We Lutherans make a big deal about the Reformation. We celebrate it on October 31, the date in 1517 when Martin Luther nailed 95 Theses on the door of the Castle Church in Wittenberg, Germany. These very scholarly statements challenged the teachings of the Roman Catholic Church at that time, which was the only institutional […]Read More
In the past, American Protestants have had two different kinds of church cultures. They emerged out of the colonial First Awakening of the 1730s-40s. One side emphasized religious emotions as the essence of being a Christian; feeling the love of God was most important. The other side taught that the heart of true religion is right thinking; emotions are fickle and often lead one astray.
Historically since the Reformation, pastors of established mainline churches were university educated. It is no coincidence that the Reformers were a university professor and a sophisticated lawyer. Pastors in my heritage were and are taught by professors lecturing them. I know that the majority of Bible studies in our churches are lectures to the members by the pastor. No one else could be trusted to have the right knowledge.
The problem with one-way lectures is that they are absolutely the least effective way of communication, especially if you want to change someone’s behavior. Job behavior is shaped much more by informal communication with those around you. On-the-job training is so effective because you learn by doing. Worker effectiveness is shaped much more from these two sources than from the formal job description given to you.Read More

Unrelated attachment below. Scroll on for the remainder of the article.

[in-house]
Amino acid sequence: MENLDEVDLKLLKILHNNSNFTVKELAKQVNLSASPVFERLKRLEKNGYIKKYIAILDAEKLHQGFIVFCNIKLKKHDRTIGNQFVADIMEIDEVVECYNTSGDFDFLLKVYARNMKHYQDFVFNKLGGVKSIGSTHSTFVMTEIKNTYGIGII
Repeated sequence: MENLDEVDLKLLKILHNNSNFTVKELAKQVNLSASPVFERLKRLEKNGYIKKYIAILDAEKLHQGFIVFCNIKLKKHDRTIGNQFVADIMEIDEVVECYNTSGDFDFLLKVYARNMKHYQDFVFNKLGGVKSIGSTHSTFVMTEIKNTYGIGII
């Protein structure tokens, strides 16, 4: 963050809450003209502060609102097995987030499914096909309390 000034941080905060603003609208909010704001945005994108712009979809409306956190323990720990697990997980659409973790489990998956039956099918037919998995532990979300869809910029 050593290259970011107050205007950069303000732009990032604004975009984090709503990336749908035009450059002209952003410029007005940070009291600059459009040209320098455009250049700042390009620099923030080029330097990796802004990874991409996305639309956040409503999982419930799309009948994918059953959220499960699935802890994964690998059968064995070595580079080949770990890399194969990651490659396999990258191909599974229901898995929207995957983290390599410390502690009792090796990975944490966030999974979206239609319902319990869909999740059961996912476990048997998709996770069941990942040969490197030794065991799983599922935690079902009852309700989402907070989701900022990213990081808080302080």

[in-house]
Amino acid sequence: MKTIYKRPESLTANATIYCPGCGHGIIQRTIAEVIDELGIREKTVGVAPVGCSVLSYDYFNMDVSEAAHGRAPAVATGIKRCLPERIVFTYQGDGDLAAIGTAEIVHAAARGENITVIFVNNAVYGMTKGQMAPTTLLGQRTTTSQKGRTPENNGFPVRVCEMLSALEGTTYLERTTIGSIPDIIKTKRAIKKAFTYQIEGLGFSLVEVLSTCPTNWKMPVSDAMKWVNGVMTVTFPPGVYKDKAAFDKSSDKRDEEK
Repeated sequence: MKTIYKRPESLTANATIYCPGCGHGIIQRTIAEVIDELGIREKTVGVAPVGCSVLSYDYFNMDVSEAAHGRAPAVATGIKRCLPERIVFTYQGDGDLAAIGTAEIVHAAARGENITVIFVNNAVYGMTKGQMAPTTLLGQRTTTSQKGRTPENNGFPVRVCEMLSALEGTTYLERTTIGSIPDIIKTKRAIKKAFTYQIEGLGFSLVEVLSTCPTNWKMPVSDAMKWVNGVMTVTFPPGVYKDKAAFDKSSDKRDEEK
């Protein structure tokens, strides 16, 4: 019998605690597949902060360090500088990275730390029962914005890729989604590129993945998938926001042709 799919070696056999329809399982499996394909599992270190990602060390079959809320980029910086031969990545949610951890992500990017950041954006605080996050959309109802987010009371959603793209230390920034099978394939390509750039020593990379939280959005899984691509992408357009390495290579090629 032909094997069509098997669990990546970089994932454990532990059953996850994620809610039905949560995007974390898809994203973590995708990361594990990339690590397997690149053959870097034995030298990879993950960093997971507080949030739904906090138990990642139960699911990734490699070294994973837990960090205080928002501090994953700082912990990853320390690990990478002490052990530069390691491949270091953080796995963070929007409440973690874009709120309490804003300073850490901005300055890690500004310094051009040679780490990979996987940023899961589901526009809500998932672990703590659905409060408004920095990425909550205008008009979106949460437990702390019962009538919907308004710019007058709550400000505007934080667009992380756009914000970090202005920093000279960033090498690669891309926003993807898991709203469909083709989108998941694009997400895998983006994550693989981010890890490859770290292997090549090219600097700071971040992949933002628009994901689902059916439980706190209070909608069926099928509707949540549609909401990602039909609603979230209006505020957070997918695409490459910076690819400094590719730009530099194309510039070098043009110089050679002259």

In general, the ministries of traditional mainline churches are done without conscious belief in the Holy Spirit—a belief that goes beyond mouthing the Creed. We mostly rely on the Father and the Son. But ministries lose their effectiveness over time without reliance on the power of the Spirit. Our ministries cannot remain effective without a firm belief in the Holy Spirit and the role he performs. Luther describes how the Spirit “calls me by the Gospel, enlightens me with his gifts, sanctifies and keeps me in the true faith, just as he calls, gathers enlightens and sanctifies the whole Christian church on earth.”
Those roles are the essence of the ministries and church life we try to guide and develop. How can we do that effectively if we are not looking for and expecting the Spirit’s power to accomplish what we are trying to do on our own? Believing in just the Father and the Son is like trying to do ministry with one arm tied behind your back. Without the Spirit, tradition too easily turns into traditionalism.Read More